Let’s Talk Bookish – Banning Books

Do you think banning books is fair?

What a hot, controversial topic this one is!

In my very personal opinion I’m going to say that “It’s Complicated” when it comes to banning books. On the surface, I don’t agree with the idea that banning books is good or fair practice, but I’m only referencing books that are banned due to religious or conservative beliefs.

However, books that are written, lets say by a pedophile and tells other pedophiles how to be pedophiles… well I fully believe that those types of books should be banned from ever being printed. Those books are written with the intention of hurting others (the vulnerable!) and have no place in society.

Should students be allowed to read what they want and be able to get it from their school library?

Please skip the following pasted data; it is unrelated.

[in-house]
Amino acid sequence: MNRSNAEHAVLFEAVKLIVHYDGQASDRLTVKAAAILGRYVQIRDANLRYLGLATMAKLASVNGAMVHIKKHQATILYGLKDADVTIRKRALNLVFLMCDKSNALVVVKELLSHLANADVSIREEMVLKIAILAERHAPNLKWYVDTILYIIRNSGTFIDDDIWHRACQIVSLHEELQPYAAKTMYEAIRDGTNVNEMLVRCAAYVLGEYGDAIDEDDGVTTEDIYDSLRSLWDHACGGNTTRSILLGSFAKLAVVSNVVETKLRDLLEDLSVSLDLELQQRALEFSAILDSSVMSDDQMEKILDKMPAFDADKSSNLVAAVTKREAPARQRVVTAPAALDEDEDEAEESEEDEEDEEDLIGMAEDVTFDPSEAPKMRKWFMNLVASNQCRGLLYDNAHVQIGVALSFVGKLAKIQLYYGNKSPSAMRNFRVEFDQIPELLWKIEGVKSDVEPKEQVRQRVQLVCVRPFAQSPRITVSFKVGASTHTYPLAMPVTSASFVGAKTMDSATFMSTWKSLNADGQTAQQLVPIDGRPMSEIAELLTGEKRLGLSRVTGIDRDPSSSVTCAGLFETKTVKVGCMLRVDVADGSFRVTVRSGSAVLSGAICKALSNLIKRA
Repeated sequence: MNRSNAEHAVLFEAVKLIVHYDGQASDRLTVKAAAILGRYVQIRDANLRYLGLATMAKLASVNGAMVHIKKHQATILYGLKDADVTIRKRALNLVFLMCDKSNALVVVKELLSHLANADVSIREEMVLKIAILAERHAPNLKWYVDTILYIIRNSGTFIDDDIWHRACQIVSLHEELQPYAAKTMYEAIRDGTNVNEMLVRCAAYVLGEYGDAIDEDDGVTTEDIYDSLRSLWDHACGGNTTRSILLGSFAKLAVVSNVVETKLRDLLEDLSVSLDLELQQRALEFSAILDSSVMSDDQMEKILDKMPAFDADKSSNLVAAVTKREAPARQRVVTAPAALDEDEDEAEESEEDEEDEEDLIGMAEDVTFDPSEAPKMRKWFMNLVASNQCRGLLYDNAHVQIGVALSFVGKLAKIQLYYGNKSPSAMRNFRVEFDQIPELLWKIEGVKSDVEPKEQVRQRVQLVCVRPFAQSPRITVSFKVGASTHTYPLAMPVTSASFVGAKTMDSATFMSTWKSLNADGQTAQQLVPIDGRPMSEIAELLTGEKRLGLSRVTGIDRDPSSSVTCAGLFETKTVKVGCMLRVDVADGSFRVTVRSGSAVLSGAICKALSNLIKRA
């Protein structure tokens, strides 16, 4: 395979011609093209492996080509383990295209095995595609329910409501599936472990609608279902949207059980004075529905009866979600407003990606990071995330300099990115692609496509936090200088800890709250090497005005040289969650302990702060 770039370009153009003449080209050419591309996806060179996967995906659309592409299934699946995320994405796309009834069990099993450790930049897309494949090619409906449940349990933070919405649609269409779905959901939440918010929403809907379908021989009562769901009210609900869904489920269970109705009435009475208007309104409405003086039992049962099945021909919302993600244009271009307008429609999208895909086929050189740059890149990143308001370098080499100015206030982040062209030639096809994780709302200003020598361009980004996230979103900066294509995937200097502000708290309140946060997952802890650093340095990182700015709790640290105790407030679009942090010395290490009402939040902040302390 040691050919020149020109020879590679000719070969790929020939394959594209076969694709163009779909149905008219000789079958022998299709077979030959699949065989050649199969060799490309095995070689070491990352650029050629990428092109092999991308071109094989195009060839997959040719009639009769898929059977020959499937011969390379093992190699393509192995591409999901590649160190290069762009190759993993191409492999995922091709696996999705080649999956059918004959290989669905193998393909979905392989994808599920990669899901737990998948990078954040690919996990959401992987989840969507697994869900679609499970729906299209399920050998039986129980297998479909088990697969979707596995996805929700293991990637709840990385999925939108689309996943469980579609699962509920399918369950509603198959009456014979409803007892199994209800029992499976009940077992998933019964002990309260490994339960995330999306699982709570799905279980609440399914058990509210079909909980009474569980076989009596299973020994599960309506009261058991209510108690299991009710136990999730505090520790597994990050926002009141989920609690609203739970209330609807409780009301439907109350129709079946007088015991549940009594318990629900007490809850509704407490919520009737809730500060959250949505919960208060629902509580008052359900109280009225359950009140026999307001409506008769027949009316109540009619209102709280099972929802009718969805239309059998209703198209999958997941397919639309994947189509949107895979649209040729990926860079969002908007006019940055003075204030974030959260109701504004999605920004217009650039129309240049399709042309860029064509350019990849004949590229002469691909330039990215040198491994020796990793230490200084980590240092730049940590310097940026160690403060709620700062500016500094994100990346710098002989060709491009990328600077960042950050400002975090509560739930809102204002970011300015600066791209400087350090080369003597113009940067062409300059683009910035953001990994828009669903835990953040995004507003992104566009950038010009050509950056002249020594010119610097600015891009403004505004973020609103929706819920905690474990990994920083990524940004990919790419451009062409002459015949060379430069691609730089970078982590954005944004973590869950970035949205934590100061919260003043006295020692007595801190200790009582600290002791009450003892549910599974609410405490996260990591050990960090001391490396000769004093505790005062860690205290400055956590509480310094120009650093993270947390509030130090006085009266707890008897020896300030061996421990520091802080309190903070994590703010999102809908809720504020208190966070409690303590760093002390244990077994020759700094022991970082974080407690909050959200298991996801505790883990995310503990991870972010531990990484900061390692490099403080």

Yes, as long as it’s age-appropriate, then students should be allowed to read any books they’d like. What should not happen is a coalition of angry, controlling parents getting to decide which books are stocked in the library with the intention of limiting children’s exposure to “crazy ideas” that encourage them to think for themselves.

The idea that kids can’t read books about gender identity, magic, real-world dangers, and ones that question religion is absurd. Let the kids learn about the world and make their own decisions.

In a more broad sense, how do you feel about books that have been “banned?”

Some of my favorite books are “banned” and they are books that I encouraged my own two kids to read growing up. I’m very supportive of the initiative for readers to pick up banned books because a lot of them are wonderful books that teach valuable lessons and encourage deeper thought on a lot of important topics.

Do you think that it’s a crime to ban a book, no matter what it contains, or are there cases where it’s alright? 

Like I mentioned earlier, some books should just never be printed. But thankfully, those books are pretty scarce.

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